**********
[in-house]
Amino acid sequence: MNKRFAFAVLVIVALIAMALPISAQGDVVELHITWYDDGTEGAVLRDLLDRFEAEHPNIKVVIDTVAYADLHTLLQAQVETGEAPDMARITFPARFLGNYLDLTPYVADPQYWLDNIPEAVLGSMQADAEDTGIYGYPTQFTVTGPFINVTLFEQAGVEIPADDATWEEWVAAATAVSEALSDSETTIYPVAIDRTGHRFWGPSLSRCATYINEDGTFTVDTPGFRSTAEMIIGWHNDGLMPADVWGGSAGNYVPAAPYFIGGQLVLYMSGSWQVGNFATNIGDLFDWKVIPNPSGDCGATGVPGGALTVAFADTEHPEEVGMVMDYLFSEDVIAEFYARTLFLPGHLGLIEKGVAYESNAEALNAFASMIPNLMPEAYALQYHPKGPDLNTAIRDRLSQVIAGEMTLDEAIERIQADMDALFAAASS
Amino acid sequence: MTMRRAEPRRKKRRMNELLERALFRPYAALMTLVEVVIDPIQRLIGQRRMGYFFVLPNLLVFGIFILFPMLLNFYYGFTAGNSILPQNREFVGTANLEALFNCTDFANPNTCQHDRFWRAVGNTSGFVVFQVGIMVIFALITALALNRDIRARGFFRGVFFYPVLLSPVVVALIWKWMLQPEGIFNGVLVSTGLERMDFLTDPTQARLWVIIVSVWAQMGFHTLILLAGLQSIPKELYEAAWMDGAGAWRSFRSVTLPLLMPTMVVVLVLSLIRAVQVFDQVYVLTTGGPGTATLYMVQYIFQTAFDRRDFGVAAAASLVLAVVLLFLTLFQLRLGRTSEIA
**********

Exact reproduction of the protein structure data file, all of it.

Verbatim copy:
[in-house]
Amino acid sequence: MNKRFAFAVLVIVALIAMALPISAQGDVVELHITWYDDGTEGAVLRDLLDRFEAEHPNIKVVIDTVAYADLHTLLQAQVETGEAPDMARITFPARFLGNYLDLTPYVADPQYWLDNIPEAVLGSMQADAEDTGIYGYPTQFTVTGPFINVTLFEQAGVEIPADDATWEEWVAAATAVSEALSDSETTIYPVAIDRTGHRFWGPSLSRCATYINEDGTFTVDTPGFRSTAEMIIGWHNDGLMPADVWGGSAGNYVPAAPYFIGGQLVLYMSGSWQVGNFATNIGDLFDWKVIPNPSGDCGATGVPGGALTVAFADTEHPEEVGMVMDYLFSEDVIAEFYARTLFLPGHLGLIEKGVAYESNAEALNAFASMIPNLMPEAYALQYHPKGPDLNTAIRDRLSQVIAGEMTLDEAIERIQADMDALFAAASS
Amino acid sequence: MTMRRAEPRRKKRRMNELLERALFRPYAALMTLVEVVIDPIQRLIGQRRMGYFFVLPNLLVFGIFILFPMLLNFYYGFTAGNSILPQNREFVGTANLEALFNCTDFANPNTCQHDRFWRAVGNTSGFVVFQVGIMVIFALITALALNRDIRARGFFRGVFFYPVLLSPVVVALIWKWMLQPEGIFNGVLVSTGLERMDFLTDPTQARLWVIIVSVWAQMGFHTLILLAGLQSIPKELYEAAWMDGAGAWRSFRSVTLPLLMPTMVVVLVLSLIRAVQVFDQVYVLTTGGPGTATLYMVQYIFQTAFDRRDFGVAAAASLVLAVVLLFLTLFQLRLGRTSEIA